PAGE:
China’s Fading Recovery Reveals Deeper Economic Struggles: As the sugar high of the reopening wears off, underlying problems in China’s economy that have been building for years are reasserting themselves. The property boom and government overinvestment that fueled growth for more than a decade have ended. Enormous debts are crippling households and local governments. Some families, worried about the future, are hoarding cash. Chinese leader Xi Jinping’s crackdowns on private enterprise have discouraged risk-taking, while deteriorating relations with the West are stifling foreign investment. Economists say these worsening structural problems are hobbling China’s chances of extending the growth miracle that transformed it into a rival to the U.S. for global power and influence. Instead of expanding at +6% to +8% a year as was common in the past, China might soon be heading toward growth of +2% or +3%, some economists say. An aging population and shrinking workforce compound its difficulties. These problems are deepening when China’s appeal as a destination for foreign firms is waning, data show, as tensions rise with the U.S.-led West. Foreign direct investment into China tumbled -48% in 2022 compared with a year earlier, to $180 billion, according to Chinese data, while FDI as a share of China’s GDP has slipped to less than 2%, from more than double that a decade ago. Competition for investment with countries including India and Vietnam is also heating up as firms seek to diversify supply chains. Source WSJ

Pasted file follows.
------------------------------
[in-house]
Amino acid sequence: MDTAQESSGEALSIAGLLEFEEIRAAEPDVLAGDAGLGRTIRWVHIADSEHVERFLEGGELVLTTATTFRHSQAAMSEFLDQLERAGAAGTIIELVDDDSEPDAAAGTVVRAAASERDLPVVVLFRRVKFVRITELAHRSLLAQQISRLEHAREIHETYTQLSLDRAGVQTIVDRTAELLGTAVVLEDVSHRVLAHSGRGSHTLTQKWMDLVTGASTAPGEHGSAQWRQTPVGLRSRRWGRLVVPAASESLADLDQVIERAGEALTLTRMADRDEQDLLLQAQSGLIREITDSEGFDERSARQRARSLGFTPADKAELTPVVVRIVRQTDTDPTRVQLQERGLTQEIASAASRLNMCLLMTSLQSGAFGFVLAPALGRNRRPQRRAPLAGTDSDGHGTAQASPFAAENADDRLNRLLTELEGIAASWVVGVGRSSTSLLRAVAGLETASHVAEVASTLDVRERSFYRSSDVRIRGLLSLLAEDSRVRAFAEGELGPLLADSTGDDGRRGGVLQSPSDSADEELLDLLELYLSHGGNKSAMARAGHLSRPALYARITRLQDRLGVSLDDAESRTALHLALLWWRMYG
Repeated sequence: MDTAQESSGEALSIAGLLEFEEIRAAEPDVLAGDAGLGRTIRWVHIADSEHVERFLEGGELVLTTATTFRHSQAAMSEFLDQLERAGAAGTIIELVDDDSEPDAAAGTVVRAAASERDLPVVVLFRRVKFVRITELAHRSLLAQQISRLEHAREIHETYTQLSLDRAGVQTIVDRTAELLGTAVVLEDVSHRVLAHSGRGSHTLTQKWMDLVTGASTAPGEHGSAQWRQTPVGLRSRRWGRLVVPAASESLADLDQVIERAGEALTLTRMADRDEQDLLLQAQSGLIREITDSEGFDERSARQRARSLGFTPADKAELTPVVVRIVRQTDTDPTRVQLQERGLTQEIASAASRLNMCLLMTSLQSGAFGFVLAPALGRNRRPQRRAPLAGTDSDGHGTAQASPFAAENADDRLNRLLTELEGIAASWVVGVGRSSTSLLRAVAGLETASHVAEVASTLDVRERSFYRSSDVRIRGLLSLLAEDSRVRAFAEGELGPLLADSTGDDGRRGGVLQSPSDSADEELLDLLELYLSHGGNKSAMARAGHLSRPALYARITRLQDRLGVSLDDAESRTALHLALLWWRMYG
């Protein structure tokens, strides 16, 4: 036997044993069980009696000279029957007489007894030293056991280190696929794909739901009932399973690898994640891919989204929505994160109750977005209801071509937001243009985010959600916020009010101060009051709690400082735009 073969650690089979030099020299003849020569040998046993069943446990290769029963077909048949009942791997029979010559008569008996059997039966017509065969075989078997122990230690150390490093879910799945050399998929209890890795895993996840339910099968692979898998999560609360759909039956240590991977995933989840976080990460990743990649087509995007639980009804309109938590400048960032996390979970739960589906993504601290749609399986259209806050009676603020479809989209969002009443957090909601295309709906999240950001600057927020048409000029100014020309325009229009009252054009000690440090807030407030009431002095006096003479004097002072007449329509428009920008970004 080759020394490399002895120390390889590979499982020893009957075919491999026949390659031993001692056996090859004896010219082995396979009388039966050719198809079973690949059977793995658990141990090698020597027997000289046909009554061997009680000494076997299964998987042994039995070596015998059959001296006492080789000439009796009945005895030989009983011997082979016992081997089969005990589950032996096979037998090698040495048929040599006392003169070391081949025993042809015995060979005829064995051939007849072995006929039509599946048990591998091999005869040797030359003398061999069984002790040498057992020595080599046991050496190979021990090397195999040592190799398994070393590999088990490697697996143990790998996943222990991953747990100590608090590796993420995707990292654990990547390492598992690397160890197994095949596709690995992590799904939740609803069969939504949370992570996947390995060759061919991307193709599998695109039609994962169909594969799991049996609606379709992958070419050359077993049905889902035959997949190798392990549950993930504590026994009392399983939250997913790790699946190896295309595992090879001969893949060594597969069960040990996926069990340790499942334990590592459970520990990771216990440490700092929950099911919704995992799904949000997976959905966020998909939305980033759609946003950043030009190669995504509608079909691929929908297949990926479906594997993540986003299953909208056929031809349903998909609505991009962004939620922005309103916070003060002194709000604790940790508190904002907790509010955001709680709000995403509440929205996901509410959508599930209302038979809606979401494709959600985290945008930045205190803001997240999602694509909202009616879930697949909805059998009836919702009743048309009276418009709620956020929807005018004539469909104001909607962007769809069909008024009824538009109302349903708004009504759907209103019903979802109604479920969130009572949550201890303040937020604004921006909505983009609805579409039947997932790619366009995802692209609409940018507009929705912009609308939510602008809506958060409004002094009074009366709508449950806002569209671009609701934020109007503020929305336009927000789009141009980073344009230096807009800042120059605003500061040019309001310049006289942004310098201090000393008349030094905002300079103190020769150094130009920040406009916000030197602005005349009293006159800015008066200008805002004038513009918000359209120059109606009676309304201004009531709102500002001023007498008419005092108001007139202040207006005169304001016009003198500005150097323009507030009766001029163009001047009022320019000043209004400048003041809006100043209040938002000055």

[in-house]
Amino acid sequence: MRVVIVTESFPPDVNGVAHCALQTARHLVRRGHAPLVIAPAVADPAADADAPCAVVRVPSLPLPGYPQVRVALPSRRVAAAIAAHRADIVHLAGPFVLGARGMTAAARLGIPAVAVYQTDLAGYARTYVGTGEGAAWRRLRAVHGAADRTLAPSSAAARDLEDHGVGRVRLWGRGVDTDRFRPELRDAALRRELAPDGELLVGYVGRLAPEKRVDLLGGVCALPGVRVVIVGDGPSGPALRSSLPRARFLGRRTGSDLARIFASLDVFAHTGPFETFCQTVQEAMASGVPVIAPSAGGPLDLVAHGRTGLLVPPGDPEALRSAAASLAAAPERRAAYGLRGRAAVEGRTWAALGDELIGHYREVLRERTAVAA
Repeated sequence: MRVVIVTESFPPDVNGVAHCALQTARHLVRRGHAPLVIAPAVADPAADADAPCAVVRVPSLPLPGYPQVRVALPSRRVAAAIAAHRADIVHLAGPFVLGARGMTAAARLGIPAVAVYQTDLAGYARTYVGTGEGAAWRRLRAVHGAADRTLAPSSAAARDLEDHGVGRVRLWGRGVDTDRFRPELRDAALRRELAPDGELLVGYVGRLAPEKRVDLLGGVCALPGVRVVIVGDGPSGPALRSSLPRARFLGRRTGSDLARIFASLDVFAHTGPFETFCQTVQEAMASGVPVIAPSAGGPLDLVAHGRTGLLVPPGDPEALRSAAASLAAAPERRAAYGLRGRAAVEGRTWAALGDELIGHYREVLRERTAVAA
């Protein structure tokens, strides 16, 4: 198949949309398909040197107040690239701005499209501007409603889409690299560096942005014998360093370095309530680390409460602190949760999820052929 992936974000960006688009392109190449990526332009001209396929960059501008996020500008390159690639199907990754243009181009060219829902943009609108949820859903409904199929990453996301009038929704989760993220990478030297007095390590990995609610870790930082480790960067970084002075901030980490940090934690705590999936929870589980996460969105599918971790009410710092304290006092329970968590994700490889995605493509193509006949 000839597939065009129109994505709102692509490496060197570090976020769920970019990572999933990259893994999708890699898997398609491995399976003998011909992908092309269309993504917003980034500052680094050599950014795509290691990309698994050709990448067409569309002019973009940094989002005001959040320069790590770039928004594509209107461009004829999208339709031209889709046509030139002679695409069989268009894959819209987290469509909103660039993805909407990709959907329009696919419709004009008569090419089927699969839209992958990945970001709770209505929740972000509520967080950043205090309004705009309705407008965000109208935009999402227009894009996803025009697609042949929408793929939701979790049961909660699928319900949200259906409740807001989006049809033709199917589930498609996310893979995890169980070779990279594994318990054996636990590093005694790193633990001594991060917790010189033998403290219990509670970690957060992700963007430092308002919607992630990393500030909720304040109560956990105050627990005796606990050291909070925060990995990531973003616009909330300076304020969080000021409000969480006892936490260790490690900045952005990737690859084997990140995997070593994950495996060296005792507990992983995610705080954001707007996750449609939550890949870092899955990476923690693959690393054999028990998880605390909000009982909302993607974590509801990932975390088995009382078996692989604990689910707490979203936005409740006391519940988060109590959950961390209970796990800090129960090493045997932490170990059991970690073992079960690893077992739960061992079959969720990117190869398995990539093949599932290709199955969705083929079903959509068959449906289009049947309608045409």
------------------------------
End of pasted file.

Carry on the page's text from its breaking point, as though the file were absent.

NYC Law Regulating AI in the Workplace to Take Effect in July: As the battle to regulate A.I. begins, some cities are moving forward with policies that’ll place parameters on use cases within the workplace. New York City is one of them. Some might be surprised to find that the city’s government passed a law as early as 2021 stipulating that employers using A.I.-enhanced tools in hiring and promotion decisions must make candidates aware. Employers must also give candidates the option to request and learn what personal data is collected and are required to hire independent auditors to review their A.I. tools once a year for potential bias. The law will go into effect in July, and violations will result in a fine. Much like the pay transparency bills that New York put into effect late last year, the A.I. law is expected to influence other states to take action. Illinois and Maryland have already enacted laws regulating A.I. in the workplace, and California, New Jersey, Vermont, and Washington, D.C., are in the process of doing the same. Source Fortune